The penalty kick is always a moment of great excitement, concentration and pressure.
There are many stories built around this famous kick, and some of the big soccer starts and “legends” have missed penalty kicks at decisive critical moments. There are also a lot of funny unique moments related to penalty kicks… (like these for example…)
Many of them are competing to be “The Worst Penalty Kick… Ever!” winner… but I think this one is very well positioned to win this prize.
Ok… now that we had some fun, lets get serious about…
Improving The Penalty Kick Skills Of Your Players
Once you have trained your players in dribbling and passing, it is time to work on their shooting skills. This means it is time to improve their penalty kick skills. A penalty kick can play a very important part in a soccer game as we see in many other games as well.
Your penalty kick may win a game. It may also go haywire and make you lose a game. Either way, it is one of the important skills that you need to work on with your players.
You should have specific practice sessions for penalty kicks only, after a good warm up, of course! What you need to do is set up a penalty kick. The ball must be placed 12 yards from the goal.
You must have a goalkeeper standing on the goal line who can only move from side to side. The other players cannot move until the shooter has kicked the ball. When you blow the whistle, the shooter must kick the ball.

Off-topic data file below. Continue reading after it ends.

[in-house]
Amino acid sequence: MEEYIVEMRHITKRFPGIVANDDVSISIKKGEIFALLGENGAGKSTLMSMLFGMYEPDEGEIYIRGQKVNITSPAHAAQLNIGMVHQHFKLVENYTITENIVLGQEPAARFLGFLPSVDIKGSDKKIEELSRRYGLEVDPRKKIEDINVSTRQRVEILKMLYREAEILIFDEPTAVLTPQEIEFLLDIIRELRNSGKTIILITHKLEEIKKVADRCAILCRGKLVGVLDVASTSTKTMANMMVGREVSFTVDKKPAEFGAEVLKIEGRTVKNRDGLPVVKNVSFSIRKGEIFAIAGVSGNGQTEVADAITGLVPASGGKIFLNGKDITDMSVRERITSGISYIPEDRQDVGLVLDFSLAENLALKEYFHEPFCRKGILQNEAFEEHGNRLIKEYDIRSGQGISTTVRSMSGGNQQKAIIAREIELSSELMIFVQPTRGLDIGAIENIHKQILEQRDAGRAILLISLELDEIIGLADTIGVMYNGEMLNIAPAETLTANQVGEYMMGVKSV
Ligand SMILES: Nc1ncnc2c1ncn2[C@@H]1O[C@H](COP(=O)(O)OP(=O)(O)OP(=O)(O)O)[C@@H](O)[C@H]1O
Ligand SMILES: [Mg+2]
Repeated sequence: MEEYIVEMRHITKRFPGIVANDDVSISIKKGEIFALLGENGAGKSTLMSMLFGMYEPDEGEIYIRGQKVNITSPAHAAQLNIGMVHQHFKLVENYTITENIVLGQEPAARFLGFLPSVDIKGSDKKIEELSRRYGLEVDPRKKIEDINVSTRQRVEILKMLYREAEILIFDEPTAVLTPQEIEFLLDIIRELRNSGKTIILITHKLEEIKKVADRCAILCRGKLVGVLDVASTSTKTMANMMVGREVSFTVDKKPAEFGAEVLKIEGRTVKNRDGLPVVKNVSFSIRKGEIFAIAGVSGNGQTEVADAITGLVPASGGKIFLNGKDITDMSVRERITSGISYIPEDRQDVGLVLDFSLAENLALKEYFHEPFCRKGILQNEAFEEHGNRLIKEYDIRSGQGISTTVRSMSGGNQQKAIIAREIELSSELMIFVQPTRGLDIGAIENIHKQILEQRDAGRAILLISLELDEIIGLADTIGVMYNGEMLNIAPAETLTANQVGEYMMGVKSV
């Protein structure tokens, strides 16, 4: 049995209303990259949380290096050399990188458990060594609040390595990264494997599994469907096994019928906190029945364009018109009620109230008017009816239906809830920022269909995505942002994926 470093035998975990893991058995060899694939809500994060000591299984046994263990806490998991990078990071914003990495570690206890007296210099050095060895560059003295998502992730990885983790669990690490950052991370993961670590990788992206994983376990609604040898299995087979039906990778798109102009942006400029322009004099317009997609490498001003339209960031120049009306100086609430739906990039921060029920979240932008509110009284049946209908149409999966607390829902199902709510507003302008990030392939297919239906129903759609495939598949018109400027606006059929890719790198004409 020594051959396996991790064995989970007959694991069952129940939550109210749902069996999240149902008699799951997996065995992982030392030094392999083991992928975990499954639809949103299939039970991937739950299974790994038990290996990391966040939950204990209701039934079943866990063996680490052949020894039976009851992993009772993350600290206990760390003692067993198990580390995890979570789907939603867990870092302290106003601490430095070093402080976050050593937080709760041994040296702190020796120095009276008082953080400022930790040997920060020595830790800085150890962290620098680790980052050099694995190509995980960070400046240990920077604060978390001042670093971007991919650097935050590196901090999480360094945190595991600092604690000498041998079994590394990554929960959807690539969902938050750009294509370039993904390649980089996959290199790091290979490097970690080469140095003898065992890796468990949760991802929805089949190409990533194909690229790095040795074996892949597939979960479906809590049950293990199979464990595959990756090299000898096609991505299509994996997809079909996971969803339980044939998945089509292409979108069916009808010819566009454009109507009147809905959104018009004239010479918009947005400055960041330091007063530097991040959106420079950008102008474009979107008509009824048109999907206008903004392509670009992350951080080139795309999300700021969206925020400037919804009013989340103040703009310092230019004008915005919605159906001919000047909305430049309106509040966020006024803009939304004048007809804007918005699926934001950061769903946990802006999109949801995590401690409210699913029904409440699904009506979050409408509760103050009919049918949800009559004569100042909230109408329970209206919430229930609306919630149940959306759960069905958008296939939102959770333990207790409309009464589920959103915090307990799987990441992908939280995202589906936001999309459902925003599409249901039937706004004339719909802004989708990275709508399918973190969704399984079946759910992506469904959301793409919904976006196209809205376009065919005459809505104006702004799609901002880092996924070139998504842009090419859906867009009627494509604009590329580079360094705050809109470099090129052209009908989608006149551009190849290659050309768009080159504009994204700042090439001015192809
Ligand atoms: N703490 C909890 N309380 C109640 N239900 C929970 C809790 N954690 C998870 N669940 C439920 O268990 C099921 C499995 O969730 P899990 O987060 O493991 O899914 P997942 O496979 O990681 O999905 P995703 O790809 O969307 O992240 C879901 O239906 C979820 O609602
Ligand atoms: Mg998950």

You have to train the players to try to misguide the goalie. The goalie will try to guess where the ball will be kicked by looking at the body language of the shooter. You must make the shooter move back about 3 to 5 paces and then run up to the ball and kick it.
There are two basic ways that you have to train them in to kick the ball well. One is to kick it with the side of the foot and the other is the explosive instep kick. The players must practice both types of kicks to ensure they have more variations. This way they can try a new variation each time and keep the goalie guessing every time.
Sometimes, the goalie gives away the side he is planning to dive. The penalty shooter must be able to read the body language of the goalie and then kick the ball in the opposite direction.
Train your players to kick the ball high into the corner, as these areas are usually the hardest to block. If you want your players to improve their penalty kick skills, you must make them practice various shots into the goal to ensure they don’t miss at the crucial time.
A soccer ball, when firmly struck accurately from the soccer penalty kick line, will definitely make it impossible for the goalkeeper to save the ball. Coaching the right technique to your players for kicking soccer ball from the penalty line is very important. However, a coach should also consider the psychology of the player taking a football penalty kick.
Strategies To Coach Soccer Penalty Kick Effectively
- At the beginning, ask your player to aim the spot in the goal to shoot.
- Let your player place the soccer ball on the ground and tell him to take between six to eight steps backwards. Slightly bending his head down, ask him to run forward to strike it either with his shoelaces or from the side of his foot.
- Let your payer know that one of the best spots to aim to get a goal from soccer penalty kick line are one of the two bottom corners of the goalpost. It will be almost impossible for a goalkeeper to stop the crisp low shot in a tight corner.